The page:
"Better Days" offers another fast-paced Sum song and is catchy. Only about 2 minutes in length, but good nonetheless. "Black Eyes" sounds a lot like "Count Your Last Blessings" from Underclass Hero, not bad though. The acoustic versions of "War" and "Breaking the Chain" on the other hand are fantastic. I always felt acoustic versions of songs had more emotion within them and Deryck succeeds in performing two songs that I feel are both better than their originals with this added realness and peaceful guitar strums accompanying them.

So where would I put 13 Voices in the Sum 41 catalog? Here is my list of Sum 41 albums from most to least favorite:

1. Chuck
2. Does this Look Infected
3. All Killer No Filler
4. 13 Voices
5. Screaming Bloody Murder
6. Underclass Hero

There you have it. 13 Voices is simply a good Sum 41 album that fairs better than their last two album releases due to Dave (Brownsound) Baksh's return to the band in all his guitar playing glory. The absence of Stevo on drums is a bummer though as I would have loved to have the original band all back together again.

I give 13 Voices 3 out of 5 stars

Sunday, October 2, 2016

Scary Shows, Games & Movies (Day 1) - Salem (WGN)

October is finally upon us, meaning pumpkin spice flavored everything and cuddling up to a scary movie (or TV show) on our couches. There's also plenty of video games to play to get us in the spirit of Halloween. To get into the spookiness of the month, I decided to do a post every couple of days in October discussing the games I'm currently playing and the TV shows and movies that are filling up my Netflix queue this month, in celebration of the paranormal and nightmare inducing scenarios we've come to love over the years.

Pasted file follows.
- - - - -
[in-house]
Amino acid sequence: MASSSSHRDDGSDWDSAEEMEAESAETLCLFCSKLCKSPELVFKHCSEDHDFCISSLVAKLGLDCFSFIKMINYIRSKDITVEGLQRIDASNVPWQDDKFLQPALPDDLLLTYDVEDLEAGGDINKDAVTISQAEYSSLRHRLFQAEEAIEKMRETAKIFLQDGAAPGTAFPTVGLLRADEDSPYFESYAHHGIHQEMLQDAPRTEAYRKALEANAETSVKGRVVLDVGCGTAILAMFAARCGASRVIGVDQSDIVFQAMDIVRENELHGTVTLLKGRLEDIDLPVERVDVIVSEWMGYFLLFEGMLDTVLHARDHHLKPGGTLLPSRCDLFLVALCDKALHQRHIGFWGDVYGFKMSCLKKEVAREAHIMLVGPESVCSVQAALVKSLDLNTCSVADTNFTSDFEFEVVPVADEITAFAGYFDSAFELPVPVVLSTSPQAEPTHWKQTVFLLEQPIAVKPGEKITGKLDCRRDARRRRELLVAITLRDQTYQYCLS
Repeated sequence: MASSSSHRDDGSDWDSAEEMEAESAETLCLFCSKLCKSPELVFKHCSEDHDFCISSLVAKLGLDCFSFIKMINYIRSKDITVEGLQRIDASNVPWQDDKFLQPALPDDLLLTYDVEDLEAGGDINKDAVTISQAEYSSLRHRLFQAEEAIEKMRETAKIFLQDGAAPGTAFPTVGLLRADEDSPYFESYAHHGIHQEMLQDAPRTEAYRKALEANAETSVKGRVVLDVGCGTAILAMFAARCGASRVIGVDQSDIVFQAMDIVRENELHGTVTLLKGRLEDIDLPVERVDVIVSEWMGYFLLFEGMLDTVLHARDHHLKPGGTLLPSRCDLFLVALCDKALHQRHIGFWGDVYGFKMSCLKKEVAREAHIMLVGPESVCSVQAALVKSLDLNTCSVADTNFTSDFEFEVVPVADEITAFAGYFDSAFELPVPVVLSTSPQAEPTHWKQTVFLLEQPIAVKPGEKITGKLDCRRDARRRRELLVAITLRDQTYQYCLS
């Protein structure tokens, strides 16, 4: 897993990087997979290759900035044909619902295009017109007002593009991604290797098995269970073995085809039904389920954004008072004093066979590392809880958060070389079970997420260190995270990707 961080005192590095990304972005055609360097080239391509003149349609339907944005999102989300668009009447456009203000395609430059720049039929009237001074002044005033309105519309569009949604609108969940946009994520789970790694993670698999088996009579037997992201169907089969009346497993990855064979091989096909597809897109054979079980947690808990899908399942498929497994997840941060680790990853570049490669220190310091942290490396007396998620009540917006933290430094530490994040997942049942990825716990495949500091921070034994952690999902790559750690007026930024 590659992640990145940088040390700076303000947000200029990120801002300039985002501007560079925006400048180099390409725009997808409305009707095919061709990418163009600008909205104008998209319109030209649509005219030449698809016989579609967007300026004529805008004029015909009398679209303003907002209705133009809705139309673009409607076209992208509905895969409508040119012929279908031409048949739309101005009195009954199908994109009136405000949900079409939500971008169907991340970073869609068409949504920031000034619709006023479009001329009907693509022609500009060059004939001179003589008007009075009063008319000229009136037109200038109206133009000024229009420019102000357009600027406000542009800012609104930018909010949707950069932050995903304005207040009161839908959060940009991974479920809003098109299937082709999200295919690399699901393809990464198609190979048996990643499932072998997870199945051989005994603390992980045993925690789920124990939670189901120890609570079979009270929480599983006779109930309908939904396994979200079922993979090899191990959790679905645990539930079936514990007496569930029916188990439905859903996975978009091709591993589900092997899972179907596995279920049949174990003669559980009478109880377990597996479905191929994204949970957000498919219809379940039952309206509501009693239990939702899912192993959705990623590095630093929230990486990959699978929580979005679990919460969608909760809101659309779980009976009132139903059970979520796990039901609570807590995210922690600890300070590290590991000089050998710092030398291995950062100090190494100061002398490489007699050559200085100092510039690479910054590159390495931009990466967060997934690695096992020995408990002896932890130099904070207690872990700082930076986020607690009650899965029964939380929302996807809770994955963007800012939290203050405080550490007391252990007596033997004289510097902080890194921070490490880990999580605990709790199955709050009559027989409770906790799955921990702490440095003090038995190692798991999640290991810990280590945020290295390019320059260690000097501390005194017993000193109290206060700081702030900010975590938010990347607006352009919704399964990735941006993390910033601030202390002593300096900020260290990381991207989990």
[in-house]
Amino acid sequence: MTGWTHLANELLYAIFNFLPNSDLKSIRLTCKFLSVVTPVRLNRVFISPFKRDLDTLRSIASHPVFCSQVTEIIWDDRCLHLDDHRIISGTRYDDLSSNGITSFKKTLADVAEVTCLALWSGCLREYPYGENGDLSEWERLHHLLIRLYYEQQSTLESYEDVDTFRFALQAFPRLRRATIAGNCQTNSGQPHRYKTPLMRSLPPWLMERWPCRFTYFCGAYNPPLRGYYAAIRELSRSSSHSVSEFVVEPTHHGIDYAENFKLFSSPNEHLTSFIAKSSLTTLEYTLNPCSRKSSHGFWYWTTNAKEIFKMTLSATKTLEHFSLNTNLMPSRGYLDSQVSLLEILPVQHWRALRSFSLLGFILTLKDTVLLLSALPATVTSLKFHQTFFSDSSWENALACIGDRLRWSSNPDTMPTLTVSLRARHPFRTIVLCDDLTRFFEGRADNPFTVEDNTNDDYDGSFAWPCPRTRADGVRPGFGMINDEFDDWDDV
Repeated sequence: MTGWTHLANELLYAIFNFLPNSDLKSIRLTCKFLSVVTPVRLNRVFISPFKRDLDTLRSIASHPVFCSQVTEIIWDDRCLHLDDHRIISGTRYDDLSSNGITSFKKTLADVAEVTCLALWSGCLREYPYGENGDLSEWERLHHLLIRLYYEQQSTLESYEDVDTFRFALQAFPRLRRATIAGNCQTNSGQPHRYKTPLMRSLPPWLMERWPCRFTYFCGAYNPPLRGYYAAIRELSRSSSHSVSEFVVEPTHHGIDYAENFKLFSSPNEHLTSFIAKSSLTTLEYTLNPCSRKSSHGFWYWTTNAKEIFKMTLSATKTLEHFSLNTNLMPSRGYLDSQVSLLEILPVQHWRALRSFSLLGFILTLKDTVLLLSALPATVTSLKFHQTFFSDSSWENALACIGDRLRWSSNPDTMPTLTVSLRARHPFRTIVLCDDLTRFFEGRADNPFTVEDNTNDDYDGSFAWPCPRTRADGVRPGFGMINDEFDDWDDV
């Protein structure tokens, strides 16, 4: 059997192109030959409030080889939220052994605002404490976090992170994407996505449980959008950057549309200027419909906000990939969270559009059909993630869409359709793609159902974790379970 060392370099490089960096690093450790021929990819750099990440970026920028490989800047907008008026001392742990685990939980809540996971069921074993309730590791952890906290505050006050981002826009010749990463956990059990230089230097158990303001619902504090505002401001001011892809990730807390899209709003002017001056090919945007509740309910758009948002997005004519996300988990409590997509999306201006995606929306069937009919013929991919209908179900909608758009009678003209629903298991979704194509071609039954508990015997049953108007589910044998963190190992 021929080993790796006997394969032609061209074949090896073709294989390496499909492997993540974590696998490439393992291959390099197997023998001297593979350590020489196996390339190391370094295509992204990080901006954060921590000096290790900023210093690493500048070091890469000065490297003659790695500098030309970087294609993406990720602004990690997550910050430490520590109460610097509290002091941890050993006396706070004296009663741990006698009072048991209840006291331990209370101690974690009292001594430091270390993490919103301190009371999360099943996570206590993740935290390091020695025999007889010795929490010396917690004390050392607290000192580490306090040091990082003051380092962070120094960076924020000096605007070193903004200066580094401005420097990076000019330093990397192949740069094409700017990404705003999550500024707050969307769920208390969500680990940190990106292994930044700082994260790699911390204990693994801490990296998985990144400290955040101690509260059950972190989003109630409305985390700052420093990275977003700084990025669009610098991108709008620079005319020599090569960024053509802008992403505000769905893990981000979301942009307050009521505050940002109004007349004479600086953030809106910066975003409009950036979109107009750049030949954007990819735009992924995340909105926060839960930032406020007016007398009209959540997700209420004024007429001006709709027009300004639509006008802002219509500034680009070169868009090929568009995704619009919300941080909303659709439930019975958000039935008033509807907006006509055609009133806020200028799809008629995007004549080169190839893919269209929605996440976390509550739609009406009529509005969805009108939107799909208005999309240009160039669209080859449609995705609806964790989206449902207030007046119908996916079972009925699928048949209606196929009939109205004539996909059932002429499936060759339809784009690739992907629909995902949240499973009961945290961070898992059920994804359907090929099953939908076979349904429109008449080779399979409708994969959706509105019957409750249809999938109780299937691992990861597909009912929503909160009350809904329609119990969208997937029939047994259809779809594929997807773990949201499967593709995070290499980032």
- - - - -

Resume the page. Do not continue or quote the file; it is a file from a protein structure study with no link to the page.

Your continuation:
Today I finished up season 2 of the WGN series Salem. The show is entirely fictional and loosely based on the events of the Salem witch trials of the 17th century. It follows the story of Mary Walton, a young woman who is deeply in love with a man by the name of John Alden. Before they could leave Salem together and escape the grasp of the strict Puritan rule, John is sent to fight in the war against the Indians, separating the two from each other. Alone and pregnant with John's child, Mary ends up offering her unborn son to the Devil to avoid persecution and ridicule from the townspeople for having relations without being married. As a result her soul now belongs to the Devil and she is destined to become a witch.

She marries the head of the town George Sibley and becomes Mrs. Sibley, the most powerful woman in Salem. She then hexes her husband by putting her frog familiar down his throat, making him incapable of speech. In his silence she rules in his stead and influences the witch trials in the witches favor. Along the way she also has to deal with the other witches that live in Salem, including the ones that are trying to overthrow her as leader of the witches.